[Otherwise, it] is simply a contingent, unliquidated debt that is . . . not subject to exception from discharge.
But the BAP rejected this "plain meaning" and instead "examined the use of the word 'awarded' both grammatically and in the context of the entire subsection." It adopted the rationale of a bankruptcy court in Pennsylvania which
found that 'awarded'--like the 'included' in subsection 1328(a)(3)--was not being used as a past tense verb, but as a past participial phrase as an adjective modifying the nouns 'restitution' and 'damages.' ' A past participle is simply the form of the verb used in the phrase and does not suggest past action.'
After citing a grammar threatise in support, the BAP concluded that "[n]othing in [the] phraseology of section 1328(a)(4) requires, either implicitly or explicitly, entry of a prepetition judgment."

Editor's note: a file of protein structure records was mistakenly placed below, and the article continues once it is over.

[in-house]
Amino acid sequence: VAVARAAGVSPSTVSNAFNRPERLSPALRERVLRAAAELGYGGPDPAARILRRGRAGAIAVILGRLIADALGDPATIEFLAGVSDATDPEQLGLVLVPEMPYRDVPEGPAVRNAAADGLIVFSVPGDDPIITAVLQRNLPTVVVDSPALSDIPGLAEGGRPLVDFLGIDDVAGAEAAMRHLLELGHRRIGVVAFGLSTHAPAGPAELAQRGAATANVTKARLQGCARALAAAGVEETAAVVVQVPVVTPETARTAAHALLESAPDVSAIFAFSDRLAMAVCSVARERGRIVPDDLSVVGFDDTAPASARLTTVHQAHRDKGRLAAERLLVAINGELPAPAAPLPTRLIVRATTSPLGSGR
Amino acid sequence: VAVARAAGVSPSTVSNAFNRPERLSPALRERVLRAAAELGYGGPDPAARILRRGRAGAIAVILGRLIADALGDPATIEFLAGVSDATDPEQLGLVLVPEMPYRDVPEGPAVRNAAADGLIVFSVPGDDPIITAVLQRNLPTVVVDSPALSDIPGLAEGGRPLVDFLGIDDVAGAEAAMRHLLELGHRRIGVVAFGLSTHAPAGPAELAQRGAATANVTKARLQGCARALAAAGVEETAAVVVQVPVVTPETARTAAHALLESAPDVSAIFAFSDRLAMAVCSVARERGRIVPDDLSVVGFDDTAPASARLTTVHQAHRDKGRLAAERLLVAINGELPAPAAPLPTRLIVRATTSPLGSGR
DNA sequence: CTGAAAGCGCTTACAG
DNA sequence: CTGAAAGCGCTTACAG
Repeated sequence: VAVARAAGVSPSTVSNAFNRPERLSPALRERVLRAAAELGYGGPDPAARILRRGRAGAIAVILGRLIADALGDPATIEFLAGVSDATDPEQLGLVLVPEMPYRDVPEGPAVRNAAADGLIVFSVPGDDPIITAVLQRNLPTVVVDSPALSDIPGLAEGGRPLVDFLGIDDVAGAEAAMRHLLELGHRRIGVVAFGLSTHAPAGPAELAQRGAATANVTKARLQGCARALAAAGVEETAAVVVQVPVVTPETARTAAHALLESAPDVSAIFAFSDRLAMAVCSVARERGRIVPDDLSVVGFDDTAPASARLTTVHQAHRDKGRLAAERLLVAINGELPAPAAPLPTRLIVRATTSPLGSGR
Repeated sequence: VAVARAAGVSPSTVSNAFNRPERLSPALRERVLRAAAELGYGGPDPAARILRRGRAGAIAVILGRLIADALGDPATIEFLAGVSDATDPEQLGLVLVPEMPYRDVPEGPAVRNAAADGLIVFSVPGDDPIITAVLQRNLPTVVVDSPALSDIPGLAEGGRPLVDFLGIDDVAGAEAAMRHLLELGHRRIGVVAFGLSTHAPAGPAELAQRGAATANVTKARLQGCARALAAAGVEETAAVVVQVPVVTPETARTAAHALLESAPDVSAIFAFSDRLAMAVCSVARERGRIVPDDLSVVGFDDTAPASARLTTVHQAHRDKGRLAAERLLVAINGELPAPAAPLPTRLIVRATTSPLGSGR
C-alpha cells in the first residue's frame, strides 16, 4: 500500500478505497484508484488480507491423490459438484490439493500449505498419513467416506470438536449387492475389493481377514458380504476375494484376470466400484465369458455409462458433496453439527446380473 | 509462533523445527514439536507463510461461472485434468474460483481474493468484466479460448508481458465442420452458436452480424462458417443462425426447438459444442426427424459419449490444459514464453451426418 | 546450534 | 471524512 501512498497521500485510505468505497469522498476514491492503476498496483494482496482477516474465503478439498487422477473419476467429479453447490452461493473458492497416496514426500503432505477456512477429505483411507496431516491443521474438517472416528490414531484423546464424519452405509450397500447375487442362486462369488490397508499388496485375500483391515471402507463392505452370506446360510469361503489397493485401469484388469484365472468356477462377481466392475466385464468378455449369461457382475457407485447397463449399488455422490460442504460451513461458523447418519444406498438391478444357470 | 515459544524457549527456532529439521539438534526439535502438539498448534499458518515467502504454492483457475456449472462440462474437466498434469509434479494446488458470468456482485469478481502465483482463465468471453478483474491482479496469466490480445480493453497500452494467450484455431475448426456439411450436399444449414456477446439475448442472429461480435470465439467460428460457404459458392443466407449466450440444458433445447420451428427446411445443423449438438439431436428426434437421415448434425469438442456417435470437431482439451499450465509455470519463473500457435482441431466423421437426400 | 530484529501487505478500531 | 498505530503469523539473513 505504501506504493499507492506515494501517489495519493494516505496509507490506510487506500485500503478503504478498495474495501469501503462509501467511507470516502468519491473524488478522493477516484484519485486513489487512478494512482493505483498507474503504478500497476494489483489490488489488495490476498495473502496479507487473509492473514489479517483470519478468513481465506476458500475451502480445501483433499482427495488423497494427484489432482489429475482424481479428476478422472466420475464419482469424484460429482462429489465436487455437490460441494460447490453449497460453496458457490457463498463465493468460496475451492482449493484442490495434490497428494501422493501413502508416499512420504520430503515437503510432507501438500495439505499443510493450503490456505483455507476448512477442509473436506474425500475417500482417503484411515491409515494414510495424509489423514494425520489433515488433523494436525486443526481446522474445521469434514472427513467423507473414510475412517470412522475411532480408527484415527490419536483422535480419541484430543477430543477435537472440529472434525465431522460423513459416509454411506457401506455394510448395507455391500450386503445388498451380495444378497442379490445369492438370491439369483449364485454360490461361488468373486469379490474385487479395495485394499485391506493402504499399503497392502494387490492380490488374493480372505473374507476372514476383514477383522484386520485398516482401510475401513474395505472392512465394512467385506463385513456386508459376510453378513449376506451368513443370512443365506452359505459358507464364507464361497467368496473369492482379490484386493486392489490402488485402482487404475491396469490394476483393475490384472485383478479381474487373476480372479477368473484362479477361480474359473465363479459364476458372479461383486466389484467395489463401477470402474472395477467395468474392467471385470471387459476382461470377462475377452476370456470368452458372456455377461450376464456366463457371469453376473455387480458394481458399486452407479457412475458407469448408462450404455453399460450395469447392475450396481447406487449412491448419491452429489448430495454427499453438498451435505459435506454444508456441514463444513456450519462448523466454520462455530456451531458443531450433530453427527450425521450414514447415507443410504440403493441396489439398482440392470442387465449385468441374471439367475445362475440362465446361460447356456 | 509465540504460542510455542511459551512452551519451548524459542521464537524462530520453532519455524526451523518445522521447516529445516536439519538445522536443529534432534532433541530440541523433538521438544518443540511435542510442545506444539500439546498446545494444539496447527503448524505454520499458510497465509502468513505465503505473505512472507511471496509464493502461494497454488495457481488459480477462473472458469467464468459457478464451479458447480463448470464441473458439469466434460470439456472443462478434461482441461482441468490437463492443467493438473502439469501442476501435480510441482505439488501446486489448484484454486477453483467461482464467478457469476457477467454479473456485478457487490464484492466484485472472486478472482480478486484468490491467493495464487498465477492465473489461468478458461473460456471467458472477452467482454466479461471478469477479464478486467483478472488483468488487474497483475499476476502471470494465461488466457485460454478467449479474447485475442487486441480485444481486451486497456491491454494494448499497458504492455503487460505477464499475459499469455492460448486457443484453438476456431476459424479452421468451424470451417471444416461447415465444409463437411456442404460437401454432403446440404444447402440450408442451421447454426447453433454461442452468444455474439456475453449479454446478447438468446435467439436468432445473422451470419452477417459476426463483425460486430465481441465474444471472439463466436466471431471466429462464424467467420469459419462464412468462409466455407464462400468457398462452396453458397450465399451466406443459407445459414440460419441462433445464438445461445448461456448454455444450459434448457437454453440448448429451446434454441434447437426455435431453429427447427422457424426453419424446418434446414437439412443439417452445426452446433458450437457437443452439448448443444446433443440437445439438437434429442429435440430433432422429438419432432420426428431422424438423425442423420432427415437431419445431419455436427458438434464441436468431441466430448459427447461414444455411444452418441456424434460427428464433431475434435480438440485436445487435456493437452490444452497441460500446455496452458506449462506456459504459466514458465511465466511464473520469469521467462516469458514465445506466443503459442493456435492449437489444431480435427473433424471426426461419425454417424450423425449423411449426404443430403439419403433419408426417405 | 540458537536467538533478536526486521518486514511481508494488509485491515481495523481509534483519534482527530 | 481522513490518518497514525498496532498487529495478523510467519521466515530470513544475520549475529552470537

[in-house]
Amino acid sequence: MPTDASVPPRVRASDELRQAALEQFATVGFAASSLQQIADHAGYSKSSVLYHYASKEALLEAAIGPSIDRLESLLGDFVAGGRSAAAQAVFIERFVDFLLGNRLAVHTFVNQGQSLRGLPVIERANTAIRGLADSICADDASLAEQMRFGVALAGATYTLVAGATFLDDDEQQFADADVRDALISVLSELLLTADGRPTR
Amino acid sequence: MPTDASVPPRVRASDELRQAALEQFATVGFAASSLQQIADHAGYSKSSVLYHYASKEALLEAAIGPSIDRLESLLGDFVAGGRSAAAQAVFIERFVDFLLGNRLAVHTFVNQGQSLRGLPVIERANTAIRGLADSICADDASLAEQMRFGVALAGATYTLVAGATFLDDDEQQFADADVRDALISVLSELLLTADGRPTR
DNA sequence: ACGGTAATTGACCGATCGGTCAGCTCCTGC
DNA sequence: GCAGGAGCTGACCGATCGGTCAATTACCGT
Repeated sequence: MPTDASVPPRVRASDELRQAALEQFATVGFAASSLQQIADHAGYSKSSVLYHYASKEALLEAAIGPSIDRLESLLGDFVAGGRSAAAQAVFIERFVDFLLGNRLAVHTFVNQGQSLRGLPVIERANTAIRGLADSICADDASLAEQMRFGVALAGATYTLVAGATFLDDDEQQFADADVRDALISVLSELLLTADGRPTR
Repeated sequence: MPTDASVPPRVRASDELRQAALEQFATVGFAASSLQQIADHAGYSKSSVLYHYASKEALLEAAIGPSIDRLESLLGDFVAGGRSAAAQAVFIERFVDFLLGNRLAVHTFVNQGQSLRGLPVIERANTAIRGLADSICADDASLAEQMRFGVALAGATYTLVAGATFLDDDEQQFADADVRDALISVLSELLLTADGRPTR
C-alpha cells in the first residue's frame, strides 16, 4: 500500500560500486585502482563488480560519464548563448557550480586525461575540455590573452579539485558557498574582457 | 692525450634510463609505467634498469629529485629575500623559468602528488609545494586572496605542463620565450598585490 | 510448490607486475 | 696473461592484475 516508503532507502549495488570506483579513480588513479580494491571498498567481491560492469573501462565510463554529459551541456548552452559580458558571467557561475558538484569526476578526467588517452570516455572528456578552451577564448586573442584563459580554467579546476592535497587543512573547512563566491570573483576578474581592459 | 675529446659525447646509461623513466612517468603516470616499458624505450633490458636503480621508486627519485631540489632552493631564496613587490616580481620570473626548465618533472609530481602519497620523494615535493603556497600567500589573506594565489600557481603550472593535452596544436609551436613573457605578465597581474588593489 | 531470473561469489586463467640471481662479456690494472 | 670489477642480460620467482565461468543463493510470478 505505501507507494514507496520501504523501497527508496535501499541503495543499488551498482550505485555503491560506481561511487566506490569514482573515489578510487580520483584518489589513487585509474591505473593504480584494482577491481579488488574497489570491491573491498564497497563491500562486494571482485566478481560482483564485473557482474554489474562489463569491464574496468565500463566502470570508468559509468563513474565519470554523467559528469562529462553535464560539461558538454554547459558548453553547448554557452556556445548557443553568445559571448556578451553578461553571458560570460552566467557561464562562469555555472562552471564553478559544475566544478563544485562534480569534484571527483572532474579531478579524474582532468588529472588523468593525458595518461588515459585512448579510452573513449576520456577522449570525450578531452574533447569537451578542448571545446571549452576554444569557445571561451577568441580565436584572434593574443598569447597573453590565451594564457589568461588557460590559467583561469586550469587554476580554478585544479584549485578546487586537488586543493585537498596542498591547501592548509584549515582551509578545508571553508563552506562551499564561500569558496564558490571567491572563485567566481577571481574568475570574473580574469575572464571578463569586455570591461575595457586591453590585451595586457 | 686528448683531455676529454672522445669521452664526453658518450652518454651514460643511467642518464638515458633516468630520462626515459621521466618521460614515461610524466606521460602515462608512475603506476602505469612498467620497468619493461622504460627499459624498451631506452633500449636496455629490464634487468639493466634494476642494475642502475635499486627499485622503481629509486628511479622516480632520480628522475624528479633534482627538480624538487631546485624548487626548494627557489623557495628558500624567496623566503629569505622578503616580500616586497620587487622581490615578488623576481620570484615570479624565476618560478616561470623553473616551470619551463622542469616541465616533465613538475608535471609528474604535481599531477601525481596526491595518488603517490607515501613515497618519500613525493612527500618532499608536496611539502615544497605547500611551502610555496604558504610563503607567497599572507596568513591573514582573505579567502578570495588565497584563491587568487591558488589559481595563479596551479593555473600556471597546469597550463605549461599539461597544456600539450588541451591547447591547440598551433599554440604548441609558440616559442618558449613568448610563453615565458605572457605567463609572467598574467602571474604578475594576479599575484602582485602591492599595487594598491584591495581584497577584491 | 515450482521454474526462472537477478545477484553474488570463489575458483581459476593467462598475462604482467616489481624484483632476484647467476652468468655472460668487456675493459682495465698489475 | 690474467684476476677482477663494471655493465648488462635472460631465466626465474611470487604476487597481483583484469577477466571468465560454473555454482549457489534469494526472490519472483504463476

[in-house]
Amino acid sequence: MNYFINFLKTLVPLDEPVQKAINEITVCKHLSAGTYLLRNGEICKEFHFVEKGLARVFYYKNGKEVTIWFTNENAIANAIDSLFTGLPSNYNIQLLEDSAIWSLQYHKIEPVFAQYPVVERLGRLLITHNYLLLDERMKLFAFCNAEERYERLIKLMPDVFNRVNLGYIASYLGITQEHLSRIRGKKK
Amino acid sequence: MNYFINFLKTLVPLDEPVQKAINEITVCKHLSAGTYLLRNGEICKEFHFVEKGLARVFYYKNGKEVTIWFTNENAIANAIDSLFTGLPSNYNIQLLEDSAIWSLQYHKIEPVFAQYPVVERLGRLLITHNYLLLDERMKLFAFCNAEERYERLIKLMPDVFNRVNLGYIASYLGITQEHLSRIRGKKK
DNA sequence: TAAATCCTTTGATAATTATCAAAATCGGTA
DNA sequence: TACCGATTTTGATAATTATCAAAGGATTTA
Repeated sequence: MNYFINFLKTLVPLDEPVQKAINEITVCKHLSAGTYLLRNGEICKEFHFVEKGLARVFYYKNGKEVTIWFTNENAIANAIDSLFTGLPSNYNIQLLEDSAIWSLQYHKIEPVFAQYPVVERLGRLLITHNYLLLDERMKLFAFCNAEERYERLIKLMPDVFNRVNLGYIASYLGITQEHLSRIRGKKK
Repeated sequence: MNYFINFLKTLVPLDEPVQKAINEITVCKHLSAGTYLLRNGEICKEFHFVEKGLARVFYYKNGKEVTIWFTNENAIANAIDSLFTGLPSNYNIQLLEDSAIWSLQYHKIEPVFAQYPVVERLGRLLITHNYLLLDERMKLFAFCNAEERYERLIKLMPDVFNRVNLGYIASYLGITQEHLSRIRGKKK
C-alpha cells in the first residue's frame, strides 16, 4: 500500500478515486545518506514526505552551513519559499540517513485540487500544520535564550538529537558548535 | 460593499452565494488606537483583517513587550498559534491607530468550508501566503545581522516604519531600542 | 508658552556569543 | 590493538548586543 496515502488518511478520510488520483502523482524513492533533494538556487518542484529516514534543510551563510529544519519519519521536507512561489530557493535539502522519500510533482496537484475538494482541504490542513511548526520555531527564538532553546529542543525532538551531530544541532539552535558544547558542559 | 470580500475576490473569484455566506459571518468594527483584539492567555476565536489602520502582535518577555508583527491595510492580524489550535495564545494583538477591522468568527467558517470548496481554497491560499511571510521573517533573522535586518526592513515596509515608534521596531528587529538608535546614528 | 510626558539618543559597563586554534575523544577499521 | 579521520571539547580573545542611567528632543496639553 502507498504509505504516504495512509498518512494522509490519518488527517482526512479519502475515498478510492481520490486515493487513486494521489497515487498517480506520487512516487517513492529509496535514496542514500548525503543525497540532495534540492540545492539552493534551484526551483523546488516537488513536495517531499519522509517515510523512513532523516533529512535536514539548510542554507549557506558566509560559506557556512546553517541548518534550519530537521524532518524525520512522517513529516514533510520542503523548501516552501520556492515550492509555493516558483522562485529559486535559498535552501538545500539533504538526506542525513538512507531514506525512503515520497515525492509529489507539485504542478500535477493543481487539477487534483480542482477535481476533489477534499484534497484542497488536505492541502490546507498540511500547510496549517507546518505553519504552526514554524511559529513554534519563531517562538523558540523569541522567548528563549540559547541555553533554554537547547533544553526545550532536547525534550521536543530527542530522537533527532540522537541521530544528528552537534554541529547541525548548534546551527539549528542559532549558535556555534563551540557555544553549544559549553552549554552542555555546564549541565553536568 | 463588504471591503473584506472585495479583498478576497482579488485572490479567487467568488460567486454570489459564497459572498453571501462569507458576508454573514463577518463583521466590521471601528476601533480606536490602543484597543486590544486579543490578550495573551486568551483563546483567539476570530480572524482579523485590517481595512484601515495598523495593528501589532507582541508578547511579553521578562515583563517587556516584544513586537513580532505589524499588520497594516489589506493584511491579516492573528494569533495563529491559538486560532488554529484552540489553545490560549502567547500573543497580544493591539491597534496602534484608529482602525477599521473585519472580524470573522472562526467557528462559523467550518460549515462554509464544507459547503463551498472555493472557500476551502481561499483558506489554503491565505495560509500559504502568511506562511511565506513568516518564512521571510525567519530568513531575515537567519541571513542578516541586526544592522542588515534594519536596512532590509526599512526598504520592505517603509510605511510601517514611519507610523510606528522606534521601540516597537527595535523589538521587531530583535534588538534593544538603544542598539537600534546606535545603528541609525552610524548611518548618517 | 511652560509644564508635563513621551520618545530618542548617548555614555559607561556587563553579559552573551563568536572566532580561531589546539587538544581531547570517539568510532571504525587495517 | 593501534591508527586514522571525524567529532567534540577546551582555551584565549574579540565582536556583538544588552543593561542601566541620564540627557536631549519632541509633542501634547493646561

The BAP found further support for this conclusion in looking at the parallel phraseology of the subsection immediately before, §1328(a)(3), added by Congress in 1994, which excluded criminal restitution and fines from Chapter 13 discharge. The court noted the lack of any case in the 16 years since then holding that a prepetition conviction was required for this other exception to Chapter 13 discharge.

Finally, the court analogized §1328(a)(4) to a prior similar version of § 523(a)(9), the exception for debts arising from "a judgment . . . entered . . . wherein liability was . . . a result of the debtor's operation of a motor vehicle while illegally intoxicated." In this context, the BAP cited a 1988 Ninth Circuit opinion holding that "a creditor's drunk driving claim did not have to be reduced to judgment or consent decree before a debtor filed for bankruptcy in order to have a consequent debt declared nondischargeable." The BAP quoted that Ninth Circuit opinion's public policy argument that a contrary argument